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An example is provided by the IBM company's Watson machine. A subsequent development by IBM is the TrueNorth microchip architecture, which is designed to be closer in structure to the human brain that the von Neumann architecture used in conventional computers.
The IBM cognitive computers implement learning using Hebbian theory. Instead of being programmable in a traditional sense within machine language or a higher level programming language such a device learns by inputting instances through an input device that are aggregated within a computational convolution or neural network architecture consisting of weights within a parallel memory system. An early instantiation of such a device has been developed in 2012 under the Darpa SyNAPSE program at IBM directed by Dharmendra Modha.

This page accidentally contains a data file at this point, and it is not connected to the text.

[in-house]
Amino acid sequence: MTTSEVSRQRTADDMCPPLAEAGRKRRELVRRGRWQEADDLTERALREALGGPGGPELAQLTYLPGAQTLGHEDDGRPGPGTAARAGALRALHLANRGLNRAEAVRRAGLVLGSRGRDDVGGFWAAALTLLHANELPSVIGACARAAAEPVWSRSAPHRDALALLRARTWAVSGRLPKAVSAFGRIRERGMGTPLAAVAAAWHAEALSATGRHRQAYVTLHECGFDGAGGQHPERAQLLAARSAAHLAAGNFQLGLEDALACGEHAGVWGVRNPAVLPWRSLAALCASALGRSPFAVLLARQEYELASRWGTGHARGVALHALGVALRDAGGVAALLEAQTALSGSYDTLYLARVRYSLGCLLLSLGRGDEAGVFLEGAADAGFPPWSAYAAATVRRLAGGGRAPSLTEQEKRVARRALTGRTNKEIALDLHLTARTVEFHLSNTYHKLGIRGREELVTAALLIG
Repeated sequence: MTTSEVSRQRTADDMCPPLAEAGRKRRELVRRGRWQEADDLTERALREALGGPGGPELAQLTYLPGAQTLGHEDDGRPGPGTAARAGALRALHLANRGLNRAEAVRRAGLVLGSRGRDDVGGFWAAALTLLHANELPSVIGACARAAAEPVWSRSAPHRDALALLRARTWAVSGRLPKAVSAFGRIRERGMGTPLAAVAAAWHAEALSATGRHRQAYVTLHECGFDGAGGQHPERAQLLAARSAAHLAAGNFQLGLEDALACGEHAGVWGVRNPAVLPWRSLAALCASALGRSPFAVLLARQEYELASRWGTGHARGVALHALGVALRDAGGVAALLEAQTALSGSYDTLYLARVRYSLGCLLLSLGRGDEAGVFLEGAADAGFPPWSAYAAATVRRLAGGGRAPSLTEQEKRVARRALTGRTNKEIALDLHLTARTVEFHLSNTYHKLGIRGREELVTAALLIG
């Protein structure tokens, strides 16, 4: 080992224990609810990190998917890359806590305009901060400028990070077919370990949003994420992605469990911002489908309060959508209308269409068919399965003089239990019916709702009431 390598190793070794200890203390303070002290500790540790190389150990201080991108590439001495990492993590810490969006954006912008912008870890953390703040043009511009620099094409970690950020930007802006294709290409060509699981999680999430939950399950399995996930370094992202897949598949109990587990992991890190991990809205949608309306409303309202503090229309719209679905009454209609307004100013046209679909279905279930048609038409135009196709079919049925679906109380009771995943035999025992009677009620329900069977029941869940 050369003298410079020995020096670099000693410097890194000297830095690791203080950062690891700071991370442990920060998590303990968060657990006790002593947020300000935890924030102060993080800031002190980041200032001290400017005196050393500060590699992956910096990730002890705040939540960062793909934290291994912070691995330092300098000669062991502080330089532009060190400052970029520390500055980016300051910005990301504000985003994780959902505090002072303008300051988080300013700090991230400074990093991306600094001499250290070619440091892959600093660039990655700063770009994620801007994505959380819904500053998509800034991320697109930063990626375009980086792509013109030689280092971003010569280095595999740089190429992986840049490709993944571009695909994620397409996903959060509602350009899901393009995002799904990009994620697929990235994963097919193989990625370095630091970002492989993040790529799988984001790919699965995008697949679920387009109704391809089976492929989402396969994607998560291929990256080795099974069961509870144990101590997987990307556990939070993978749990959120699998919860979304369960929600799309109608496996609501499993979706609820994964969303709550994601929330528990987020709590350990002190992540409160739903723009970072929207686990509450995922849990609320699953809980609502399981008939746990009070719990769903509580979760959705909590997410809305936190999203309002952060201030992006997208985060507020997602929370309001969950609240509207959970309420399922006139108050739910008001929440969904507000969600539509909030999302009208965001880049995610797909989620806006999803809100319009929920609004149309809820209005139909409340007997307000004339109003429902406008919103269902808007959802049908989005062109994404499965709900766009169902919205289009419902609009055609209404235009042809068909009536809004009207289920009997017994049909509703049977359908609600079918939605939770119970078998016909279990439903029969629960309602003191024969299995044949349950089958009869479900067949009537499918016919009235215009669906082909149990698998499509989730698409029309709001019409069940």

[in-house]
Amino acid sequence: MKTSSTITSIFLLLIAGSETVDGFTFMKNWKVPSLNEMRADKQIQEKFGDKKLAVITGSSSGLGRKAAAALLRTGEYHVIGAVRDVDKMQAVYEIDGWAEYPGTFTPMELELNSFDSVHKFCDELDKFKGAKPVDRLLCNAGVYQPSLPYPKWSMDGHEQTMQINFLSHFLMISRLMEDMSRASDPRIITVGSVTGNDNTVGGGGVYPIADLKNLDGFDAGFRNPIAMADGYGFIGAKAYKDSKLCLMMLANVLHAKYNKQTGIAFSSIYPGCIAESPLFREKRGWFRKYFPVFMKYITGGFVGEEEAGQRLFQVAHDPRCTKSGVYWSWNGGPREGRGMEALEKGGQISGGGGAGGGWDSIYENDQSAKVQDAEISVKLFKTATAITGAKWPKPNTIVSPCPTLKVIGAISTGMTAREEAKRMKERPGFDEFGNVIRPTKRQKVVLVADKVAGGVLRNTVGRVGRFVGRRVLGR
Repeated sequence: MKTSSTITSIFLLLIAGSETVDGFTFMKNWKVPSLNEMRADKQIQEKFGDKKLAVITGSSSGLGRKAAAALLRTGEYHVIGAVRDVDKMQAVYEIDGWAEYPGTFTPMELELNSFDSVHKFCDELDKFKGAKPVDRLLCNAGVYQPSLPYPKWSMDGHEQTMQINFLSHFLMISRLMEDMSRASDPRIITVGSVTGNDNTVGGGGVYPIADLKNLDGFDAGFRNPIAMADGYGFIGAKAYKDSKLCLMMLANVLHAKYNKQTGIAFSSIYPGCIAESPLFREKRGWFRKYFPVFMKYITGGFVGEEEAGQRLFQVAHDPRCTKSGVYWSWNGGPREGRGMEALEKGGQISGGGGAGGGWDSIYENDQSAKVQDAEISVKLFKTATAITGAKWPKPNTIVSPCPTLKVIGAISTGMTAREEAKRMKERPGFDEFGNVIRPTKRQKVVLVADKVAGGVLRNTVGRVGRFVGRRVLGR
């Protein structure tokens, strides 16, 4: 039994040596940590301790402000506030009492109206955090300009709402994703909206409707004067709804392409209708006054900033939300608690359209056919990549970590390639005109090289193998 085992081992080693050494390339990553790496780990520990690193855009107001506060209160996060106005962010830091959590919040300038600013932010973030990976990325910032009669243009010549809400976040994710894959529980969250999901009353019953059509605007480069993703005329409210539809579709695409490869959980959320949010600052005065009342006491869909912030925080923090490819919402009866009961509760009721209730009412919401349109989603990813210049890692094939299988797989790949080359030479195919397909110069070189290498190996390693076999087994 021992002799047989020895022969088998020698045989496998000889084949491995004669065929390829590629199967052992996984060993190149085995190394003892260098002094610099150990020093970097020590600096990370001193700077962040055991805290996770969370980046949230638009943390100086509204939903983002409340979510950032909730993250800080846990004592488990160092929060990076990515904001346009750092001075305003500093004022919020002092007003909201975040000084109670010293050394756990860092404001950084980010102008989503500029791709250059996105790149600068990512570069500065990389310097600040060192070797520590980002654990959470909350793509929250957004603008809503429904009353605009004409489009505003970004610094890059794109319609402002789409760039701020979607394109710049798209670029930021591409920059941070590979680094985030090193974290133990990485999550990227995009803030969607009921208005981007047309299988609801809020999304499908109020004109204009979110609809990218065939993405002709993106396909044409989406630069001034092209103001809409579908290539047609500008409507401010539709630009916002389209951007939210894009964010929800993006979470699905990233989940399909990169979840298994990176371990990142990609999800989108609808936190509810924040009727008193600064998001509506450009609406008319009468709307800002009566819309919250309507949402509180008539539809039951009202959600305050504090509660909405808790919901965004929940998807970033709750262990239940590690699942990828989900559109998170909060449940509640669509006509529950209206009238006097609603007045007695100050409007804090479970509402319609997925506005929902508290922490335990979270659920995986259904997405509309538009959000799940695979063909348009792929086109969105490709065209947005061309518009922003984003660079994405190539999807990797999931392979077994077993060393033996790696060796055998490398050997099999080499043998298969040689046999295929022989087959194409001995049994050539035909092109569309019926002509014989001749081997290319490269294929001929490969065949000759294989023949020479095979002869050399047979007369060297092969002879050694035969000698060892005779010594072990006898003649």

- Dharmendra Modha (interview), "A computer that thinks", New Scientist 8 November 2014, Pages 28-29
- Schank, Roger C.; Childers, Peter G. (1984). The cognitive computer: on language, learning, and artificial intelligence. Addison-Wesley Pub. Co. ISBN 9780201064438.
- Wilson, Stephen (1988). "The Cognitive Computer: On Language, Learning, and Artificial Intelligence by Roger C. Schank, Peter Childers (review)". Leonardo. 21 (2): 210. ISSN 1530-9282. Retrieved 13 January 2017.
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